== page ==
New Braunfels Herald-Zeitung from New Braunfels, Texas on July 8, 1993 · Page 3
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New Braunfels Herald-Zeitung from New Braunfels, Texas · Page 3

New Braunfels, Texas
Issue Date:
Thursday, July 8, 1993
Page 3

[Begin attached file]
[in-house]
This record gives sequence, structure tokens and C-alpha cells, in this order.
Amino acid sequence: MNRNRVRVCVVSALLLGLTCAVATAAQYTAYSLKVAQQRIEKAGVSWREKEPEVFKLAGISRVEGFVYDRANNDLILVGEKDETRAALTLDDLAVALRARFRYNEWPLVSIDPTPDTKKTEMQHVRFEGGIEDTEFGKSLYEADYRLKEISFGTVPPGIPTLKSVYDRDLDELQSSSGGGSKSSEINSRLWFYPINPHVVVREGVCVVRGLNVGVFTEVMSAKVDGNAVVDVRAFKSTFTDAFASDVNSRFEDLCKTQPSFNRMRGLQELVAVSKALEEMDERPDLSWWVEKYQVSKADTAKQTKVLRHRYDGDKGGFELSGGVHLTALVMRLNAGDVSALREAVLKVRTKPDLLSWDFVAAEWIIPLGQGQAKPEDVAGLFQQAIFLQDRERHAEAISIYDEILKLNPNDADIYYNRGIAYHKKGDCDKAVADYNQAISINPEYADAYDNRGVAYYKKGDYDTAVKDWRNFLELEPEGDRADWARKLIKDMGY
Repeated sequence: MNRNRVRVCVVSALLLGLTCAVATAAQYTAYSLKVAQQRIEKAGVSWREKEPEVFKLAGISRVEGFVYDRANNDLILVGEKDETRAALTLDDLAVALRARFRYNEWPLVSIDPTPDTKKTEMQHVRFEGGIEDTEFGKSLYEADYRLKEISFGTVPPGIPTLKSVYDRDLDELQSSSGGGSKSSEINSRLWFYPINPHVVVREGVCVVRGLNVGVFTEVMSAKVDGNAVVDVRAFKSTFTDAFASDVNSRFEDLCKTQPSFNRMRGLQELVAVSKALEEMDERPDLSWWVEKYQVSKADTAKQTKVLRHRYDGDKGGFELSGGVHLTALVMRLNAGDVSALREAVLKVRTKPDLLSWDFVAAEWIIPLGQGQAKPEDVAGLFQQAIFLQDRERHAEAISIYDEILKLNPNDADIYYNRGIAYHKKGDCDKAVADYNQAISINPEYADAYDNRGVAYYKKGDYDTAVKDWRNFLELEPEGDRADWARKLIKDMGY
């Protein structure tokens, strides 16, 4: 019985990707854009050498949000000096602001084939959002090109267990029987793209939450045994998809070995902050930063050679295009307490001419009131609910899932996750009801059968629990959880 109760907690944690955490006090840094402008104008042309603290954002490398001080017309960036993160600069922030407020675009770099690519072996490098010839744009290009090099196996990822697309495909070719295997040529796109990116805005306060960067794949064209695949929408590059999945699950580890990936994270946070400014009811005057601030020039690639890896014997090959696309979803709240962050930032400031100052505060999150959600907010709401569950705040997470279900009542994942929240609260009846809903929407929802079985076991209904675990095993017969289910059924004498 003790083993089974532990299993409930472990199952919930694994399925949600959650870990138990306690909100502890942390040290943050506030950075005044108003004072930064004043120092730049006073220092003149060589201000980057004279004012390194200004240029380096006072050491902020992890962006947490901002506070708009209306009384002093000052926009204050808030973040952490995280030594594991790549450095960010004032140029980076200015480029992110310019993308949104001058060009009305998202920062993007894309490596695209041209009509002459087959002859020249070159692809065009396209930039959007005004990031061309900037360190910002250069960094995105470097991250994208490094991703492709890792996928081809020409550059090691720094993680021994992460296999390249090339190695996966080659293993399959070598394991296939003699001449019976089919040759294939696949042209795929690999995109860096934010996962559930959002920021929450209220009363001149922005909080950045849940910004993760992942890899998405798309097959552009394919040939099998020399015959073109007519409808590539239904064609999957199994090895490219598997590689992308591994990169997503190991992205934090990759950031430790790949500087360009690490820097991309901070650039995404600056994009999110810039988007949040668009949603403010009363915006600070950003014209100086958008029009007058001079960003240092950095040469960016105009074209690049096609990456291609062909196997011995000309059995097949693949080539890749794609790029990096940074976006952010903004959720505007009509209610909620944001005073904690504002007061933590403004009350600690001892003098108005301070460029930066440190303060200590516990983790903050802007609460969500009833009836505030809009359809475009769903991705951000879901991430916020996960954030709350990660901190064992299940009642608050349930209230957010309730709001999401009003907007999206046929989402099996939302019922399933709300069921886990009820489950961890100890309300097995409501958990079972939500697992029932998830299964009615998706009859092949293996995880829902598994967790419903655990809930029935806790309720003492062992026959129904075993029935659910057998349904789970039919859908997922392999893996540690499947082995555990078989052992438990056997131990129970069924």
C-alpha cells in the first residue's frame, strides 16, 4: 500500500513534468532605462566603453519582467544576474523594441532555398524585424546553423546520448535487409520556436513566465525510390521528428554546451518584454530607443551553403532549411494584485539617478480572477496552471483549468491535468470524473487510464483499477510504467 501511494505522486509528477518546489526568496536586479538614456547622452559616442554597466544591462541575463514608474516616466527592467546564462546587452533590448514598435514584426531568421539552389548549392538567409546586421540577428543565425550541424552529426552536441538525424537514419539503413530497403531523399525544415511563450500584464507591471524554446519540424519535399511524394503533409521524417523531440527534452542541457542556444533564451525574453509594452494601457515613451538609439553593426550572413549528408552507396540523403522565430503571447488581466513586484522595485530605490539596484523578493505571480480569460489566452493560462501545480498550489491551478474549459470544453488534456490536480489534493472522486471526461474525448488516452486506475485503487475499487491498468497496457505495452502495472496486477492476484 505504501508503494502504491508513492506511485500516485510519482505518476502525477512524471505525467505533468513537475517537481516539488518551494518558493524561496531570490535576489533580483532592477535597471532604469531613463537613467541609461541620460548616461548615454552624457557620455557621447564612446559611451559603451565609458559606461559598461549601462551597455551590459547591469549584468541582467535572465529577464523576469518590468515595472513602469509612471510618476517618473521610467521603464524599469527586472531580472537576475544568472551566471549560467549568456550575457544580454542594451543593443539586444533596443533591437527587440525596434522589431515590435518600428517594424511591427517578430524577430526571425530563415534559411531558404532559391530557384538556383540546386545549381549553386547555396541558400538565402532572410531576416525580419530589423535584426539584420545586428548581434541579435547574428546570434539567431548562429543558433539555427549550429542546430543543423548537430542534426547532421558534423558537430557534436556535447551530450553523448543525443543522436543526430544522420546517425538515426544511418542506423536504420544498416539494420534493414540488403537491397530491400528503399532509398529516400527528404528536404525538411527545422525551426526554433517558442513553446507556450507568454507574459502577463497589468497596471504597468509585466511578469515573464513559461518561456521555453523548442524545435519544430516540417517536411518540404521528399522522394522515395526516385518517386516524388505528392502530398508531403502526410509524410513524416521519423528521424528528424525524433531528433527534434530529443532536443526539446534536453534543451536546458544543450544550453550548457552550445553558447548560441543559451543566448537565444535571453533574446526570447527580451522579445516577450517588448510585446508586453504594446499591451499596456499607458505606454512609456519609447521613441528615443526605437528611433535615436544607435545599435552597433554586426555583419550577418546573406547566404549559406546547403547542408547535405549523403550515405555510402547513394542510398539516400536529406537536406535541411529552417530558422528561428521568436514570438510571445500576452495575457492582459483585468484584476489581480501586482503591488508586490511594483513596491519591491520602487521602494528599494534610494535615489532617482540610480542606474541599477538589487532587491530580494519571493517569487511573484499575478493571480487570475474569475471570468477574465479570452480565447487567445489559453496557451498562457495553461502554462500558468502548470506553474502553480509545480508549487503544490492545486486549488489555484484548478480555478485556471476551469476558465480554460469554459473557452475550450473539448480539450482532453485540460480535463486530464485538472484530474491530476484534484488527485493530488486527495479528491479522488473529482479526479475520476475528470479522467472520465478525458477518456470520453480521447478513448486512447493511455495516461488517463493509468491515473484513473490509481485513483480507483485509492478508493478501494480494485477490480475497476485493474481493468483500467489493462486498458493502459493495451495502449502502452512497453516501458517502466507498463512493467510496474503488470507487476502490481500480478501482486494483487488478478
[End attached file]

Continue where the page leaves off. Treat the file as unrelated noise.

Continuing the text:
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Ihursday, July 8,1993 • Hera/d-Zefturff « 3 IN THE NEWS Three lottery Winners to share $50 million SEMINOLE, Texas (AP) — Three lucky ticketholders soon will be headed to Austin for their piece of the Texas Lottery's estimated $50 million jackpot. Each winner will go home about $16 million richer, once they cash in tickets bearing the numbers 7-815-42-46-47, said lottery spokeswoman Carmen Luevanos. The winning tickets were sold in South Texas, Central Texas and the Dallas area, she said. Further details, including the exact total the winners will share, were to be released today, Ms. Luevanos said. The pot returns to $3 million for Saturday's drawing. Thanks to the high-dollar drawing that drew people to convenience stores and across state borders, $23.1 million worth of tickets were sold Wednesday, making it the second-best day in lottery history. The single-day sales record of $24 million was set May 1 when the jackpot reached a record $48.6 million. That pool was split by 14 winners. At the Hester Stateline Oil Co. in Seminole, just four miles east of Hobbs, N.M., lottery players had jammed the parking lot and jostled for counter space inside. "They say you can't win unless you do it," said Hobbs homemaker Janet McAtee. "Everybody I know comes over here." The tiny convenience store in Seminole has sold $1.9 million in Lotto and scratch-and-win tickets since the Texas Lottery began last year. Officials say a Town & Country store in McAllen was Texas' No. 2 lottery retailer with $1.5 million sales. The Seminole store is nothing fancy — a few dusty gas pumps out front, shelves crammed with air freshener and Campbell's soup. But here, less than a quarter-mile from the state line, customers come in from the hot sandy wind to dream their vision of wealth. Hester vice president Al Hester Jr., said that 70 percent of the players at his store come from New Mexico. Also, Texans often make the drive 24 miles west of Seminole and 100 miles southwest of Lubbock because they think the store is lucky based on the high volume of tickets sold, Hester said. That's even though there has never been a ticket sold that won the jackpot, he added. Hester said he never imagined the mom-and-pop operation his parents started 40 years ago would ring up sales surpassing those in larger cities. By Wednesday afternoon, lottery players were leaning against a 20-foot wooden counter, elbows propped up and eyebrows furrowed in concentration. Some took their time and consulted friends before picking their numbers; others worked silently and speedily beside liter bottles of soda pop. "On this one, I just closed my eyes and stabbed," one woman said to no one in particular. "One's just as good as another, far as I know," a man told his companion. A New Mexican who asked not to be identified bought 600 tickets. She said she wished her state would start a lottery. Pro-marijuana demonstration over after four weeks SAN MARCOS, Texas (AP) — A four-week demonstration in front of the Hays County jail to protest marijuana laws and support a hunger-striking inmate has been broken up by sheriffs deputies. The protesters — who promote various uses for hemp, the plant marijuana comes from — had built a tent city on the lawn in front of the jail. They support inmate Zeal Stefanoff, who has been serving time since June 3 for marijuana possession and ended a 34-day hunger strike early Tuesday. Stefanoff turned himself in to protest laws banning hemp use. One demonstrator, Brett Stahl of San Marco, was charged Tuesday with criminal tiespassing when he refused to vacate the grounds after a deputy's warning. "The sheriff said I could stay here as long as I was passive and nonviolent," Stahl said before being carried off to jail. Sheriffs department officials refused to comment on their reasons tor forcing ihe protesters w leave Circuit Court acts on Bunion's ruling Dear Abby Court rules 'intervenors' lack merit to appeal spring flow management plan Staff and wire reports The Endangered Species Act and the Edwards Aquifer remain in the news this week as the 5th U.S. Circuit Court of Appeals ruled on the appeal to U.S. District Judge Lucius Bunion's ruling and hearings on the Endangered Species Act were held in San Marcos and San Antonio. The city of San Antonio and ten other agencies, companies and individuals who were "intervenors" in the appeal of Judge Bunton's ruling to protect endangered species in the Comal and San Marcos springs lack the legal standing to appeal his decision according to the 5th U.S. Circuit Court of Appeals. The court ruled Tuesday that since the "intervenors" were not the "plaintiffs" and therefore would not be directly effected by the ruling, they could not appeal it. In February, Bunton had ordered the U.S. Fish & Wildlife Service to draw up plans to protect the endangered species that live in the,Comal and San Marcos springs. As part of this, he said, it had to determine how much water is needed in the springs to keep the species alive. The federal government appealed We asked for an opportunity to speak, but they said the agenda was closed. We can submit written testimony within ten days and we are going to do that." • Doug Miller, Comal County Water Representative the ruling, but changed its position when Bruce Babbitt replaced Manuel Lujan as interior secretary. The federal government's decision to discontinue the appeal meant the intervenors had no standing to continue it, the 5th Circuit Court of Appeals ruled. In a related matter, the House Merchant Marine and Fisheries subcommittee on environment and natural resources held meetings Tuesday in San Antonio and San Marcos to gather public input for Congress to con- sider when the ES A comes up for reauthorization. Doug Miller, the water representative for Comal County, reports that although not allowed to speak at the Endangered Species hearings held Tuesday, the county will submit written testimony in support of the ESA. "We asked for an opportunity to speak but they said the agenda was closed," said Miller. "We can submit written testimony within ten days and we are going to do that." Miller said the Comal County testimony will emphasize that not all economies are damaged by the ESA — "some smaller communities have been protected by the ESA." The Texas Legislature, under pressure from Judge Bunton to come up with a management plan for the Edwards Aquifer that would insure protection for species covered by the ESA, created the Edwards Aquifer Authority. The new regulatory body will regulate pumping and assure appropriate aquifer water levels for the survival of the endangered species in the San Marcos and Comal Springs. New Braunfels Chamber of Commerce sponsors dispute resolution services Six trained mediators named to serve with Alliance Dispute Resolution Center The Greater New Braunfels Chamber of Commerce Alliance Dispute Resolution Center is one of the first in the state according to Michael Meek, Chamber Executive Vice President and Executive Director of the new center. "In the next few weeks we will be getting our marketing program in full gear and hope to get the word out about this great new service," Meek said. TlB for-profit division of the Chamber will provide a fully-trained qualified mediator to facilitate communication between disputing parties. The parties must voluntarily agree to any resolution of the dispute. The advantage to individuals or organizations who chose mediation is the avoidance of litigation. Alliance Dispute Resolution — New Braunfels has six trained and qualified mediators. They include Atanacio Campos, Rosa Linda De La Cerda, Paul A. Finley, Doyle E. Krueger, Nile B. Riedel and Gary L. Steel. Each of the mediators took the Texas Education Agency approved American Institute of Dispute Resolution 40- hour mediation training course. The Alliance Dispute Res- olution Centers are being established through chambers of commerce throughout the state in a program sponsored and endorsed by the Texas Chamber of Commerce in conjunction with Alliance Dispute Resolution, Inc. "Mediation is an increasingly popular process for resolving disputes out of court," said Frank Hinton, Director of the AIDR. "As more individuals and organizations seek to avoid the disadvantages of litigation, the need for truly qualified mediators will grow." There is an administrative fee charged to each party and an hourly fee. Meek stressed, however, that the rates are under the current legal services market in Comal County. Anyone interested in using the mediation process should contact Meek or Cindy Bradfute, the Case Administrator for the center. The above information was provided by Michael Meek, executive vice president of the New Braunfels Chamber of Commerce. DEAR ABBY: Do you have any research regarding which is more economical in running the air conditioner? My husband and I are having a dispute over whether it's cheaper to run the air conditioner 24 hours a day, turning the thermostat up when we're not home so it won't come on as much, or turning it on for nine hours a day, then turning it off for 15 hours out of each day. I say, "The air conditioner has to work much harder to cool the house every day after the hot air has been allowed to filter back in and heats up the furniture, carpets, drapes, etc." I called our power company, but they were not much help. Does the power company in your area have any information? MISS CONCERNED IN CALIFORNIA DEAR MISS CONCERNED: The only way to resolve your dispute is to have your home checked out by someone who knows the heating and air-conditioning business. Much will depend on (a) the amount of heat that is transferred to or from the outside, (b) the outside temperature, (c) whether the attic and outside walls are insulated, and (d) whether the attic has a powered fan to remove hot air, etc. According to my air-conditioning expert, the very best way to operate air-conditioning equipment is to set it at the desired temperature and leave it there. This is the most convenient method — but also the most expensive. The next best method is to turn on the cooling (or heating) about an hour before arriving home. (This can be done with a Fora better tomorrow American Heart Association NEW! Texaco's Pit Stop Deli 3201 IH-35 South Pit Stop #2 Rueckle Road Exit Specializing in: • Breakfast Tacos • Hot & Cold Sandwiches • Hamburgers & Hot Dogs • Barbeque by the pound or by the plate Won. - Tue. Open till 2:00 Wed. - Sun. Open till 7:00 Phone Orders Welcome 620-7385 Because you haven't got time for the Pain! 4 Headaches Over Stressed Allergies Chronic Fatigue Digestive Problems High Blood Pressure 4 Arthritis 4 Back Pain * Sports Injuries * Muscle Spasms * Strains & Sprains 4 AUTO INJURIES * WORK INJURIES When you're in pain you want answers FASTI Chiropractic Care ...... may be your answer. Here's why. If you had an accident that bent the frame of your car, you would need to go to a body shop to get the frame and body realigned. Why? A bent frame can cause many of the car's systems to function improperly and be unsafe. The human body acts the same way. Increased age, bad posture, lack of exercise or an injury can throw a spine, joints and the surrounding nervous system into misalignment. This can cause great pain, discomfort, weakness, and even more serious, cut off critical controlling nerve impulses to vital organs, making them function improperly, resulting in ill health! We restore alignment of the spine, joints, nerves, and muscles, bringing the body back to full function, strength and vitality! Chiropractic Treatments.... are pleasant and relaxing adjustments to the area of misalignment requiring no drugs or surgery. Most patients begin to experience relief from pain even on the first visit! Highly Successful Results..... Studies have shown that 90% of all chiropractic patients get the relief and improved health they were seeking! ' JU CM it ftiu.t~ tttatutxt / »ec*£W fum In ttmff irnrnk oum, of mm IU 9*ft*t tpmirm* kfyH IL«> iKt aue«*e* rt not. gulf l mm mAlflm»A atU 4i« to on mct*- pant aitJ my kfyH IL«>J put****. U JamnJ* - Hr. add PhitCT - DfJicSac!|(liiifato,D,t v my Mci *f mot** nm*m of Alicia »rtia» - Chiropractic Physician Board Certified Personally treated over 15,000 patient visiis Hours Chiropractic Associates • The leader in New Braunfels for Health Care * Monday thru Friday 9am to 6pm 120 IH-35 West, N.B. 1 blk. S. of Seouin Ave. If YOU have a question regarding anything about health in general, a specific chronic problem, or pain.... CALL 6 29-5053 clock-timer.) In some cases, the differences in cost will be minimal. * * * DEAR ABBY: When my husband of 54 years passed away recently, Madlyn, my high school friend in Arizona (who is also a^ recent widow), sent me this comfort-" ing poem, which I would like to share with you and, perhaps, your readers. We do not know who wrote it. MRS. CHARLES E. WALP, QUAKERTOWN, PA. DEAR MRS. WALP: Please accept my sympathy on the loss of your beloved husband — and thank you for sharing this touching poem: One or the other must leave, One or the other must stay. One or the other must grieve, That is forever the way. That is the vow that was sworn, Faithful 'til death do us part. Braving what had to be borne, Hiding the ache in the heart. One, howsoever adored, First must be summoned away. That is the will of the Lord One or the other must stay. * * * For everything you need to know about wedding planning, order "How to Have a Lovely Wedding." Send a business-sized, self-addressed envelope, plus check or money order for $3.95 ($4.50 in Cannda) to: Dear Abby, Wedding Booklet, P.O. Box 447, Mount Morris, 111. 61054. (Postage is included.) Spot's Scratch & Win Game! J. D. Martinez - 462042284 ^7 Tickets must be claimed before 5:00 p.m. L.'~l * Friday, July 9, 19931 TODAY'S CROSSWORD PUZZLE ACROSS 1 Peruse 5 California valley 9 Fundamental 14 — and hearty 15 "... bug in 16 — nous: between us 17 Lined up 18 Persian elf 19 Make Into law 20 Tooth cleaner 22 Remains firm 24 Outstripped 26 — syrup 27 "— calling" 29 Golfer's peg 30 Capture 33 Supervised a date 37 Army headquarters 38 Jolly — 39 Halfway 40 Serious 41 Above 42 "Down by the Old " 44 Marry 45 Uproar 46 Story 47 Summary 49 Young hen 53 One's former college 57 Wavy- patterned fabric 58 Indian corn 59 A metal 61 Legend 62 Ohio city 63 Number prefix 64 Adam's grandson 65 Focal point 66 Necessity 67 Speed DOWN 1 Arrow 2 Monte — 3 Knocked for 4 Daily publication 5 Forty winks 6 War deity 7 Jewish holiday 8 In a disturbed manner 9 Insect 10 "— Get Your Gun" 11 Male animal 12 Foot part 13 Latvian 21 Cut 23 Went fast 25 "LeCoq —" 28 Designation as a candidate 30 Toddler 31 On the ocean 32 Microbe 33 Boast 34 Lifted with effort 35 Old 36 Nothing 37 Unlucky PREVIOUS PUZZLE SOLVED © 1993 United Feature Syndicate person 40 Play (a guitar) 42 Heat- resistant mineral 43 Foolish one: slang 45 Madden 47 Shaver's tool 48 Nez — Indians 50 A vine 51 Rye disease 52 Fluff out by combing 53 Asian nanny 54 — Ontario 55 Star in Cetus 56 Memorization 60 Head signal 53 58 62 65 54 55 1 .4 .7 50 51 52 STUMPED? 5 Call For Answers * Touch-tone or Rolaiy Phones -900-454-3535 ext. code 500 • estpar minute